PEP 420 namespaces are created implicitly when a package directory does not contain __init__.py file. While earlier versions of Python (including Python 2.7) ignored such directories and did not permit importing Python modules within them, Python 3.3 imports such directories as namespace packages.

pkgutil namespaces use __init__.py with the following content:

__path__ = __import__('pkgutil').extend_path(__path__, __name__)

setuptools namespace can use __init__.py with the following content:

__import__('pkg_resources').declare_namespace(__name__)

Alternatively, setuptools normally installs a .pth file that is automatically loaded by Python and implicitly injects the namespace into Python.

Both pkgutil and setuptools namespaces are portable to all versions of Python.

More general information on the topic can be found under packaging namespace packages in Python Packaging User Guide.

Determining whether namespaces are used

The exact method of detecting namespace packages depends on the type of namespace used.

PEP 420 namespaces can generally be recognized by the lack of __init__.py in an installed package directory. However, since they do not require any specific action, distinguishing them is not very important.

pkgutil namespaces can be recognized through the content of their __init__.py. Generally, you should find it suspicious if is the only file in a top-level package directory, and if the name of this directory is less specific than the package name (e.g. zope for zope.interface, ruamel for ruamel.yaml). If you miss this, then you will learn about the namespace from package collisions on the respective __init__.py.

setuptools namespaces usually do not install __init__.py but do install a .pth file instead. The distutils-r1 eclass detects this automatically and prints a warning. Prior to installation, they can also be recognized by namespace_packages option in setup.py or setup.cfg.

Adding new namespace packages to Gentoo

If the package uses PEP 420 namespaces, no special action is required. Per PEP 420 layout, the package must not install __init__.py files for namespaces.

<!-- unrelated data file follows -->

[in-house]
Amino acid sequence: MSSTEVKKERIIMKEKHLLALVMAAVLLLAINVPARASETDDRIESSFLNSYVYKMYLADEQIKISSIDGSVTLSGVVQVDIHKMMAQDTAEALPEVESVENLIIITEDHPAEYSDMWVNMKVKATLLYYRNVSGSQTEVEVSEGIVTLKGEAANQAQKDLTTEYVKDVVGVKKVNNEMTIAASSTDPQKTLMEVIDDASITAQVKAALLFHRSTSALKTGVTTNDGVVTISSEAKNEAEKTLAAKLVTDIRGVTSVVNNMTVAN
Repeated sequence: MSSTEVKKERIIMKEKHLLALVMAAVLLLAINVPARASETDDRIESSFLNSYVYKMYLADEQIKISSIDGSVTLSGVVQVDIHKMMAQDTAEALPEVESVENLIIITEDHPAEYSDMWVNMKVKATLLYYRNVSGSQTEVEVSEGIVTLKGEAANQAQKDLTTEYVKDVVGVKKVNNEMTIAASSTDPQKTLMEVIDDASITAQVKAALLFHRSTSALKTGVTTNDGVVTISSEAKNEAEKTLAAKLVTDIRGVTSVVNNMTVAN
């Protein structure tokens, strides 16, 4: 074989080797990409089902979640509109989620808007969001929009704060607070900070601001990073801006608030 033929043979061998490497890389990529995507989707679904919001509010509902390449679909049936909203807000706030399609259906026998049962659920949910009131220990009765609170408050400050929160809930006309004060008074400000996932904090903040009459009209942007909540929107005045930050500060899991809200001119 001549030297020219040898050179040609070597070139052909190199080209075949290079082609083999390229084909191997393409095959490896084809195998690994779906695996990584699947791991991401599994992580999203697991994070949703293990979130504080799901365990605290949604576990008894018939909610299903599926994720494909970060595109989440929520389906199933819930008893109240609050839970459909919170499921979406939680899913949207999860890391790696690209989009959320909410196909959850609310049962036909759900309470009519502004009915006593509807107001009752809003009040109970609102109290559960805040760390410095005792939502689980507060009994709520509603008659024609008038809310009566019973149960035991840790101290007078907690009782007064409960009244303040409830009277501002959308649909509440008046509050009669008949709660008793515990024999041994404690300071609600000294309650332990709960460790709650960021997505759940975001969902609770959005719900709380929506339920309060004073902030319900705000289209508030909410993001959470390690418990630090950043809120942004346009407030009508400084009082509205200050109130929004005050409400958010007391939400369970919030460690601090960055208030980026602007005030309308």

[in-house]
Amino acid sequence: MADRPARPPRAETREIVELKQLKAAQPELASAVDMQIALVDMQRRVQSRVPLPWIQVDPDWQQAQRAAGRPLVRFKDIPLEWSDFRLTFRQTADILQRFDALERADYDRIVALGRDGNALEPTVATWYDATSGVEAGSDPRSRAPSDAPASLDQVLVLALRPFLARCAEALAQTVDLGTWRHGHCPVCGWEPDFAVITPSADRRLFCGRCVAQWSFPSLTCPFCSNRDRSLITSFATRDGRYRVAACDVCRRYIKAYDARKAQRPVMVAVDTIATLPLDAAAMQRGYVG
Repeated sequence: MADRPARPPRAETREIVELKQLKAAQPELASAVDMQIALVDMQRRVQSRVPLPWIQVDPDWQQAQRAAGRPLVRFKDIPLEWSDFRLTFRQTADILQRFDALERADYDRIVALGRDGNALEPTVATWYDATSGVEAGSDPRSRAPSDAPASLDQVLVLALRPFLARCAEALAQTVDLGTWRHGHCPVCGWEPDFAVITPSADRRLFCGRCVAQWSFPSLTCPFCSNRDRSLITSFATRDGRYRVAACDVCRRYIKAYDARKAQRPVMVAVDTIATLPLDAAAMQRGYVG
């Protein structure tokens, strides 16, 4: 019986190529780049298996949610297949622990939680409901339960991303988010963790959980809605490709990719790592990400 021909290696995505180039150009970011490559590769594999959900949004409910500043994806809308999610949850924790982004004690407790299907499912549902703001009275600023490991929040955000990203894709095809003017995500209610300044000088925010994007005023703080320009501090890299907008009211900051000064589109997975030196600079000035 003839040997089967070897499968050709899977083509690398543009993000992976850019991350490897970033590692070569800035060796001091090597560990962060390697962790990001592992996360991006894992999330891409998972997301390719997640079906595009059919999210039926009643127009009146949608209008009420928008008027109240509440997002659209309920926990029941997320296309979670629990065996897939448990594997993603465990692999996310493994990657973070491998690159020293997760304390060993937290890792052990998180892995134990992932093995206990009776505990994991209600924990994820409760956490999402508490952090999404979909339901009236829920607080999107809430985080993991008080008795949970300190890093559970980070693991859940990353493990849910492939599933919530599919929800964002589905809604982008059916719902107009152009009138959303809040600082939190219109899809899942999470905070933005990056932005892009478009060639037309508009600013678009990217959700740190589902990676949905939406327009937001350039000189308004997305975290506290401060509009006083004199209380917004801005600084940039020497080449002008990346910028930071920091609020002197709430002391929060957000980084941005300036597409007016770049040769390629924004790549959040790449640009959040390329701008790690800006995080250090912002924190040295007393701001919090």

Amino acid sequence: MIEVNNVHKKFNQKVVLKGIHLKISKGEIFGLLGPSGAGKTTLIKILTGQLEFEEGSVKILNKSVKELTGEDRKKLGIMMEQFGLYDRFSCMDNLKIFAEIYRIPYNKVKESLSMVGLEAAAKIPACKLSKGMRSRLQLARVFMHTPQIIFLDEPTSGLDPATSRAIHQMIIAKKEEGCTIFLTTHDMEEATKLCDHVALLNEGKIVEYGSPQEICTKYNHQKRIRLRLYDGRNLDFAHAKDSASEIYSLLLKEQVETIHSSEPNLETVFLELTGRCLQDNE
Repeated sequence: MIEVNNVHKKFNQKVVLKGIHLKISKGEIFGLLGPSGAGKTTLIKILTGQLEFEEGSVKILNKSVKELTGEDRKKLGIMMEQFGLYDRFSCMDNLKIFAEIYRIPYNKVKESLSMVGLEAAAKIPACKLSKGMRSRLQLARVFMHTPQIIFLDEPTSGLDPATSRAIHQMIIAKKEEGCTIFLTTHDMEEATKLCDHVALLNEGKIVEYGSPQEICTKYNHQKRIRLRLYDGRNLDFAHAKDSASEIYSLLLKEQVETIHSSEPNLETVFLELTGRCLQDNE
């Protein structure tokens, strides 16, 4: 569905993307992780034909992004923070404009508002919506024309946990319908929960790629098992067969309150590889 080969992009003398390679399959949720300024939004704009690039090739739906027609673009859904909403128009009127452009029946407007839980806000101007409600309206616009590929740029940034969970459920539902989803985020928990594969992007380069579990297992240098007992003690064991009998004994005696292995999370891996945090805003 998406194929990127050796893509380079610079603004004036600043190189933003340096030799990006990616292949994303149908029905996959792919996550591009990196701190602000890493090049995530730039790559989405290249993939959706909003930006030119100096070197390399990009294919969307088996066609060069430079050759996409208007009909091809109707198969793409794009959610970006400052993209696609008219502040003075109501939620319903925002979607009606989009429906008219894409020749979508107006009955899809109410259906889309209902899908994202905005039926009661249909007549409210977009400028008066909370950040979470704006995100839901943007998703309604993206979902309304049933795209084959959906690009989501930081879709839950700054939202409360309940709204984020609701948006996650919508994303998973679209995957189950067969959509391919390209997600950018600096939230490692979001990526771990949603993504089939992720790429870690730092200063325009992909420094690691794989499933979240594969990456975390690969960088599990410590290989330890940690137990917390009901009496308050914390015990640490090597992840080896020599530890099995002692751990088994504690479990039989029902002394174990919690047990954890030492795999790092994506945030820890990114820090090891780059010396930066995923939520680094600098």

If the package uses one of the other layouts, their respective files must be removed from the install tree.

For pkgutil namespace, its __init__.py should be removed after the PEP 517 build phase:

python_compile() {
    distutils-r1_python_compile
    rm "${BUILD_DIR}/install$(python_get_sitedir)"/jaraco/__init__.py || die
}

The equivalent code for the legacy eclass mode is:

python_install() {
    rm "${BUILD_DIR}"/lib/jaraco/__init__.py || die
    distutils-r1_python_install
}

For setuptools namespace, the .pth file should be removed instead:

python_compile() {
    distutils-r1_python_compile
    find "${BUILD_DIR}" -name '*.pth' -delete || die
}

The setuptools code for the legacy mode is:

python_install_all() {
    distutils-r1_python_install_all
    find "${D}" -name '*.pth' -delete || die
}

Some packages include an explicit setuptools runtime dependency (install_requires) when using namespaces. If this is the only use of pkg_resources and setuptools in installed package sources, this dependency needs to be stripped, e.g.:

src_prepare() {
    # strip rdep specific to namespaces
    sed -i -e "/'setuptools'/d" setup.py || die
    distutils-r1_src_prepare
}

Legacy namespace packages in Gentoo

Historically, Gentoo has used dev-python/namespace-* packages to support namespaces. This method is deprecated and it is in process of being retired.